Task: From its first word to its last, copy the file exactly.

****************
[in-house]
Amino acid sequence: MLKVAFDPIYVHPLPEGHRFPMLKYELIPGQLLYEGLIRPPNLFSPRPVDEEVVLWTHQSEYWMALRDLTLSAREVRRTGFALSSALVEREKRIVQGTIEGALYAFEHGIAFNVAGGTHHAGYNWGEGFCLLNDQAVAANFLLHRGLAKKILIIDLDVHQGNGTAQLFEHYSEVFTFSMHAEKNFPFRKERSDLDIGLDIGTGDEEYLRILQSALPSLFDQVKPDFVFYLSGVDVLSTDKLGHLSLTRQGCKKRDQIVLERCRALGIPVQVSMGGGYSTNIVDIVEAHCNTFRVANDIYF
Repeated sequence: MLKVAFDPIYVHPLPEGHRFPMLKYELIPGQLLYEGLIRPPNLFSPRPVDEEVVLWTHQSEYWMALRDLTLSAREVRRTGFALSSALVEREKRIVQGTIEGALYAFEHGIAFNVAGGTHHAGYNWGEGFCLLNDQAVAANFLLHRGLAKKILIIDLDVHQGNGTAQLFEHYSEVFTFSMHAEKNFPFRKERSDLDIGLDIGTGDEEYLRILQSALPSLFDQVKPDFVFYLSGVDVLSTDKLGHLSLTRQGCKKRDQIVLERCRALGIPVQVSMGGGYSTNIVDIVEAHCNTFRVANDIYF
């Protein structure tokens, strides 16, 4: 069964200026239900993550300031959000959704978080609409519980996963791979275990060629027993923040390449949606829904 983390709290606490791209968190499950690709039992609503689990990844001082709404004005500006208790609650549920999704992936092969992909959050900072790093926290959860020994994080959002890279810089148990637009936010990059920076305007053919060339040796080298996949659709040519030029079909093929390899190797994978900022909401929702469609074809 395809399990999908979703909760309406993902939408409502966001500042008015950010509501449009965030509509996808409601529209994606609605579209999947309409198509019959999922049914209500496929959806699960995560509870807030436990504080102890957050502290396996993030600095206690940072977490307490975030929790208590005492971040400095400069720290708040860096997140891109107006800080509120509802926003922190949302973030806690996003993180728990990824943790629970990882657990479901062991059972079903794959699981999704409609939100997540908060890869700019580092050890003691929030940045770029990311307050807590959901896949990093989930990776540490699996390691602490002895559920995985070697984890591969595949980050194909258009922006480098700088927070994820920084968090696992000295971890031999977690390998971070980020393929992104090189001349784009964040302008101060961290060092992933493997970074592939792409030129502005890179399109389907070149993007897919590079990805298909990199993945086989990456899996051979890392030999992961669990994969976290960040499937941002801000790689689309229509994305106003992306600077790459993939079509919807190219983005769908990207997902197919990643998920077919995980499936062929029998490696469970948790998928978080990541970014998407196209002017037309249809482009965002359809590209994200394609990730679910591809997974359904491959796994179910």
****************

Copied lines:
[in-house]
Amino acid sequence: MLKVAFDPIYVHPLPEGHRFPMLKYELIPGQLLYEGLIRPPNLFSPRPVDEEVVLWTHQSEYWMALRDLTLSAREVRRTGFALSSALVEREKRIVQGTIEGALYAFEHGIAFNVAGGTHHAGYNWGEGFCLLNDQAVAANFLLHRGLAKKILIIDLDVHQGNGTAQLFEHYSEVFTFSMHAEKNFPFRKERSDLDIGLDIGTGDEEYLRILQSALPSLFDQVKPDFVFYLSGVDVLSTDKLGHLSLTRQGCKKRDQIVLERCRALGIPVQVSMGGGYSTNIVDIVEAHCNTFRVANDIYF
Repeated sequence: MLKVAFDPIYVHPLPEGHRFPMLKYELIPGQLLYEGLIRPPNLFSPRPVDEEVVLWTHQSEYWMALRDLTLSAREVRRTGFALSSALVEREKRIVQGTIEGALYAFEHGIAFNVAGGTHHAGYNWGEGFCLLNDQAVAANFLLHRGLAKKILIIDLDVHQGNGTAQLFEHYSEVFTFSMHAEKNFPFRKERSDLDIGLDIGTGDEEYLRILQSALPSLFDQVKPDFVFYLSGVDVLSTDKLGHLSLTRQGCKKRDQIVLERCRALGIPVQVSMGGGYSTNIVDIVEAHCNTFRVANDIYF
């Protein structure tokens, strides 16, 4: 069964200026239900993550300031959000959704978080609409519980996963791979275990060629027993923040390449949606829904 983390709290606490791209968190499950690709039992609503689990990844001082709404004005500006208790609650549920999704992936092969992909959050900072790093926290959860020994994080959002890279810089148990637009936010990059920076305007053919060339040796080298996949659709040519030029079909093929390899190797994978900022909401929702469609074809 395809399990999908979703909760309406993902939408409502966001500042008015950010509501449009965030509509996808409601529209994606609605579209999947309409198509019959999922049914209500496929959806699960995560509870807030436990504080102890957050502290396996993030600095206690940072977490307490975030929790208590005492971040400095400069720290708040860096997140891109107006800080509120509802926003922190949302973030806690996003993180728990990824943790629970990882657990479901062991059972079903794959699981999704409609939100997540908060890869700019580092050890003691929030940045770029990311307050807590959901896949990093989930990776540490699996390691602490002895559920995985070697984890591969595949980050194909258009922006480098700088927070994820920084968090696992000295971890031999977690390998971070980020393929992104090189001349784009964040302008101060961290060092992933493997970074592939792409030129502005890179399109389907070149993007897919590079990805298909990199993945086989990456899996051979890392030999992961669990994969976290960040499937941002801000790689689309229509994305106003992306600077790459993939079509919807190219983005769908990207997902197919990643998920077919995980499936062929029998490696469970948790998928978080990541970014998407196209002017037309249809482009965002359809590209994200394609990730679910591809997974359904491959796994179910």